PARISIAN PILGRIMAGE OF GLAMOUR

Holiday moments are best captured by disposable camera.

The graininess of film and its unpredictability gives images a timeless look, a subtle charm that is lost in the sometimes flat and mundane smartphone images which float across social media.

I love the nostalgic feel of lifting out that crisp plastic to slot it in yet another selection of memories, the quality matching that of baby photos taken of me during the 1990s.

For me, adult life is all about pursuing those childhood dreams, often conjured by the films we watch, the books we read and how they compare to our own surroundings.

On that Eurostar to Paris, a warm sensation of achievement filled my soul, knowing that the intense desire to learn languages that I cultivated at the age of 15 was in all aid of the moment I stepped into Gare du Nord, looked around and felt at home.

In the penultimate episode of Sex and the City, Carrie goes to a bar with her Russian boyfriend. In enters a tall, flamboyant métisse goddess with a buoyant afro, her French rapid and unabashedly confident.

Western television fails deeply when it comes to representing people of all colours as capable of the glamour and exuberance often depicted by white characters. If they are shown to possess these traits, it is often used as an amusing sideshow of stereotypes –  an exotic but brief distraction from the Eurocentric scene at hand.

But this woman truly spoke to me. At that time in 2009, I too wore an afro, but I realise now it was also an invisible bid for some form of whiteness, everyday blowdrying my hair out so it had a straighter appearance despite the afro being a symbol of black pride in the past. I would step out my door, hoping and willing for one of my white oppressors to just ignore me and not shout ‘microphone head’, ‘Michael Jackson’ or the worst insult of all, ‘nigger’.

I saw this woman and her ability to simply own her look, and it was clear that there was no subservience to the white ideal of beauty. She was a part of Parisian high society because of her sparkle and talent, her use in the scene dignified and inspiring.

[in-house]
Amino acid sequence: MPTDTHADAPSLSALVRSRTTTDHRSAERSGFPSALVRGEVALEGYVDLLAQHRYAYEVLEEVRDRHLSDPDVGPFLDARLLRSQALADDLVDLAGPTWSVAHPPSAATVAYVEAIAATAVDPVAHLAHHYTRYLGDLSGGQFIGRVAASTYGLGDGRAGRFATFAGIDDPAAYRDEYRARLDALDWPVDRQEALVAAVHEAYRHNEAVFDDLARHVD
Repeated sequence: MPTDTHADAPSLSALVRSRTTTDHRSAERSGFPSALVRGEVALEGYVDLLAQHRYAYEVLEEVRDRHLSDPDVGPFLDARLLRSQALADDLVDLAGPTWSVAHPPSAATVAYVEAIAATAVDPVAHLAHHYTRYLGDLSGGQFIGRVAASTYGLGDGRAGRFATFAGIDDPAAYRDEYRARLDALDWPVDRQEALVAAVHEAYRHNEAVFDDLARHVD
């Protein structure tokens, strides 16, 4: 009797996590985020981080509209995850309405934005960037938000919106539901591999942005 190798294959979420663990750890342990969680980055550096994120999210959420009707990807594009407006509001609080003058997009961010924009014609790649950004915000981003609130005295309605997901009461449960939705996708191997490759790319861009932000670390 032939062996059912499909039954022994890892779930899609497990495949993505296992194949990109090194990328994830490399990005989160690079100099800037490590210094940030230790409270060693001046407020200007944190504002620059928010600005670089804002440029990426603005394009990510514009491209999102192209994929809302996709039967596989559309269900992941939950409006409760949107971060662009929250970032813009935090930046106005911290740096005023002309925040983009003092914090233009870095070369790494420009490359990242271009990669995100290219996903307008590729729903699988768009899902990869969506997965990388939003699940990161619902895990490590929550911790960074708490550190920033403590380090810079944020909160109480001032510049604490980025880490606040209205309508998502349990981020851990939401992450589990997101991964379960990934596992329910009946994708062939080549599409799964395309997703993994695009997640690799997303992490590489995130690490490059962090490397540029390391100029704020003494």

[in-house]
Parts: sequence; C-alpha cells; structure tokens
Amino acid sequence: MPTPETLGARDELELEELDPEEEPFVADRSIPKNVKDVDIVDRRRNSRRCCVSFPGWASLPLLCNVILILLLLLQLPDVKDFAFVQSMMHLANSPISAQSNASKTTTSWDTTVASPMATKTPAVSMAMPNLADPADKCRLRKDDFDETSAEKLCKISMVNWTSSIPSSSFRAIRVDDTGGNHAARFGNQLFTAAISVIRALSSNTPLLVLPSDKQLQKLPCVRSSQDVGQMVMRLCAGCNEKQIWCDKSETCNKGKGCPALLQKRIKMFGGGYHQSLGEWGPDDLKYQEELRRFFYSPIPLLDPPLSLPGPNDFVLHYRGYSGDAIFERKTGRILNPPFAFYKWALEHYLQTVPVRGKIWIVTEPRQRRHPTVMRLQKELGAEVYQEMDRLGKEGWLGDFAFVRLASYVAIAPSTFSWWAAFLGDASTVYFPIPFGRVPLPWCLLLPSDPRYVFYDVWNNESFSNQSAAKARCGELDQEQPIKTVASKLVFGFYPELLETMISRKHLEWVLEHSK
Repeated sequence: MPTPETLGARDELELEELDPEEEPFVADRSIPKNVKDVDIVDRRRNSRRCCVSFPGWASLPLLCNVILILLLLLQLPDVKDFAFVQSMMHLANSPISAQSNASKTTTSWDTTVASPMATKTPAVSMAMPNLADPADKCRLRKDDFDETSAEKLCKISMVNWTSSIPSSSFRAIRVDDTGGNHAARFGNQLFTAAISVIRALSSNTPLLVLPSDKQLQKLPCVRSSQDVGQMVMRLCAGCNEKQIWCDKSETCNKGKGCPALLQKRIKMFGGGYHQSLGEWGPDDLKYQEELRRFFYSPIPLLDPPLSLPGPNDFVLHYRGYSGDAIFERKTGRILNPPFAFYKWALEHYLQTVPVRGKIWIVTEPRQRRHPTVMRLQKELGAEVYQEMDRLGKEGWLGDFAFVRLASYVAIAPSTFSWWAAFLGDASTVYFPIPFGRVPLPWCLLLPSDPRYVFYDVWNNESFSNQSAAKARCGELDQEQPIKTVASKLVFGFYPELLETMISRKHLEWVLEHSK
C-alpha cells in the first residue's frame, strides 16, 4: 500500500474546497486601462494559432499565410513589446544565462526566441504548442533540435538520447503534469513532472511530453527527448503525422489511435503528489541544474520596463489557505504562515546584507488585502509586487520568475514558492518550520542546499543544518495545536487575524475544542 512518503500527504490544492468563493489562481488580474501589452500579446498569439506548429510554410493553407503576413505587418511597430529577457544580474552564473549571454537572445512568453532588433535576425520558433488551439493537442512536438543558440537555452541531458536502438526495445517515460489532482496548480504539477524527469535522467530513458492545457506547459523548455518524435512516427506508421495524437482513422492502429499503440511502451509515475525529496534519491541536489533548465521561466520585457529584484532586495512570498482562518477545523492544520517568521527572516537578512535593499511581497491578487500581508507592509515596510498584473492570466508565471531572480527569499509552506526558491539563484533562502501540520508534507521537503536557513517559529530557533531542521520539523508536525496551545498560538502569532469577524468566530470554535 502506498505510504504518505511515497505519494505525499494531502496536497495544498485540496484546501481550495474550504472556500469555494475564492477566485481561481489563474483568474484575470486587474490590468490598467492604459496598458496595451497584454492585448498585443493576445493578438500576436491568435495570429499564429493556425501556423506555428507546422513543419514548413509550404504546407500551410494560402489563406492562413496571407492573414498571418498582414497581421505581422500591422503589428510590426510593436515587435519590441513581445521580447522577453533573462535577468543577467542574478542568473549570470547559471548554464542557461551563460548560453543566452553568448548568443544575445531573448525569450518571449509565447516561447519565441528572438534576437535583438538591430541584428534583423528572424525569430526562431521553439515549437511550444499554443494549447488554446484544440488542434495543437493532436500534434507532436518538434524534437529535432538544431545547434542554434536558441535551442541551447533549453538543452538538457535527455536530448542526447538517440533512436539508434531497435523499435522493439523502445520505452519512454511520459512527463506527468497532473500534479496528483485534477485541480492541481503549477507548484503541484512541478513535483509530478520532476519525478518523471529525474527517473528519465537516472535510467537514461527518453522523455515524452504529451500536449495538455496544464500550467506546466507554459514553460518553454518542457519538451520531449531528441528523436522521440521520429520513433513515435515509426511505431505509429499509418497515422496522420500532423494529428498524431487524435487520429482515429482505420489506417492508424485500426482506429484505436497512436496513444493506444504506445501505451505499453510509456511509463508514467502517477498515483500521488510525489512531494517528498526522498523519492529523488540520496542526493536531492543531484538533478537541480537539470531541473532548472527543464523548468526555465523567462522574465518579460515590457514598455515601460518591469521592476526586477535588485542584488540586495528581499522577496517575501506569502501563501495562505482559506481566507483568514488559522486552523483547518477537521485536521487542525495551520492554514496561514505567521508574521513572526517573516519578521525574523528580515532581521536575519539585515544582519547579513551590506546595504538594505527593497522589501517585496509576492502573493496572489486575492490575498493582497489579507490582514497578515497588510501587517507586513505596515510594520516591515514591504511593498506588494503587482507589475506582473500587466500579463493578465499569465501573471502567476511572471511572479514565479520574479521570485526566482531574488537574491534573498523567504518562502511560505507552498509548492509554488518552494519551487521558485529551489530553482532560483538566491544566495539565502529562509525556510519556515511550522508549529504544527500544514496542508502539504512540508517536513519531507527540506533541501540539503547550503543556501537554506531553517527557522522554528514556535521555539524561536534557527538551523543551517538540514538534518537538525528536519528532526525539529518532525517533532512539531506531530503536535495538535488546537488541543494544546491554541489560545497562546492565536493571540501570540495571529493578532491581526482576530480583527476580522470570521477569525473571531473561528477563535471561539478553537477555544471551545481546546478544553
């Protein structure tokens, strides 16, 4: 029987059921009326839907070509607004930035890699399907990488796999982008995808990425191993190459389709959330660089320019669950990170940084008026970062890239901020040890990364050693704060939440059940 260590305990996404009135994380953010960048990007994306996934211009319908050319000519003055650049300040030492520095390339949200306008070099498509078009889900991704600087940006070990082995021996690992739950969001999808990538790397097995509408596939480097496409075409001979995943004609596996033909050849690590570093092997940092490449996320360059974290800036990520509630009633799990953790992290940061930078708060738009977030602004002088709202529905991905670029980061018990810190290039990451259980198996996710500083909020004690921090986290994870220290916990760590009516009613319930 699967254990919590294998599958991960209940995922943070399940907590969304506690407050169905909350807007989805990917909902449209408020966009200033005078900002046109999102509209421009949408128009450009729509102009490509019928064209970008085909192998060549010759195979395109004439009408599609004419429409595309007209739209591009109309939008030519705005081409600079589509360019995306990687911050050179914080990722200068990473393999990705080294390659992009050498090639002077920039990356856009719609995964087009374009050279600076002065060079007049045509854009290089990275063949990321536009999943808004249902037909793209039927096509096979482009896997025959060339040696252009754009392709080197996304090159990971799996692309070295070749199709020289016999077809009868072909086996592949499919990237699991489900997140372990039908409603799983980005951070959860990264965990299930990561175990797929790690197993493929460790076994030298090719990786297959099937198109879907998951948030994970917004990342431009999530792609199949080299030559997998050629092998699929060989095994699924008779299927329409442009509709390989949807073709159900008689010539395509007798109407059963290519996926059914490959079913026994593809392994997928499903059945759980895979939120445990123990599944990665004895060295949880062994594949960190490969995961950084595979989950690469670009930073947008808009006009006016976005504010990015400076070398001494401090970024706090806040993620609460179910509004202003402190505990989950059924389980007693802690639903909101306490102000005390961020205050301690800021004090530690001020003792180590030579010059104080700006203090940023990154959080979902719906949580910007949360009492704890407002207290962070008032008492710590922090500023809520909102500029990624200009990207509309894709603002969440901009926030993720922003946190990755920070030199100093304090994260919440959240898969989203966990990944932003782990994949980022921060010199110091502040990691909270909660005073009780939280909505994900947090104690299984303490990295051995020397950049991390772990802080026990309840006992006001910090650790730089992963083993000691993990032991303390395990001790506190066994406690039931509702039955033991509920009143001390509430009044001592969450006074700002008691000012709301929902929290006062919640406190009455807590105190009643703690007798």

Place de la République
This stunning courtyard was where I stayed for the week, living in the spare room of the famille Courmier. The trees and wet cobbles made me think of the visit to Venice in Brideshead, a great source of fantasy for the budding aesthete.
Taken by Ruth, a friend of a friend, whom I met at said friend’s 18th birthday party three years ago.
Later that evening at the legendary Parisian nightclub Les Bains, where I felt very bit the glittering socialite, led straight past the queue on my first night in Paris and handed a glass of champagne by the doorman, a good acquaintance. One piece of the absurd daydreaming fantasy!
Une image majestueuse, proudly peacocking in Parisian couture with the Tour Eiffel in the distance. After having studied Part Une of American Girl in Paris obsessively, absorbing all the nuances of gesture and behaviour, it felt phenomenal to finally make the pilgrimage to the hotel. I can’t put into words how important that moment was, having worked so hard for the persona of Gavino di Vino and all the wonderful attributes this worldly character possesses.
I strutted into a private view in the Champs Élysée flagship Louis Vuitton store, the room filled with plumped and pouting society women of all nationalities. A mother and daughter did stand out to me, dressed in the typical New Russian style of colour blocking in the most expensive clothes, their faces so rubberised it was impossible to decipher their age, even their species!
In Bvlgari, having found the perfect violet scarf for the outfit, further accessorised with the most delicious of €200 perfumes.
An elegant silhouette stands proud in Hermès in Paris’ most luxurious shopping district.
A monumental if badly taken photograph outside the Dior store where Carrie fell, just minutes away from her hotel, Plaza Athénée
A photo that requires explanation – Diane Pernet and Gavino di Vino smile for a photograph in Les Deux Abeilles, a welcome break after my spiritual pilgrimage to the world of Parisian capitalism.
Sloane spotting on the métro. The Barbour, boat shoes and ruddy complexion was a giveaway

With the extreme emotional trauma of adolescence which we all experience, there is often a disconnect of our child’s self, our true self, and the more staged post-adolescence self, the supposed adult that relies on the present and the thoughts and feelings that only exist in this strange realm.

Take a disposable camera on your next trip, put the photos in a book and enjoy the seemless curve from the past to the present, an apprecation of the entire journey and the realisation everyday of childhood dreams sure to lead to a happy, grounded future.

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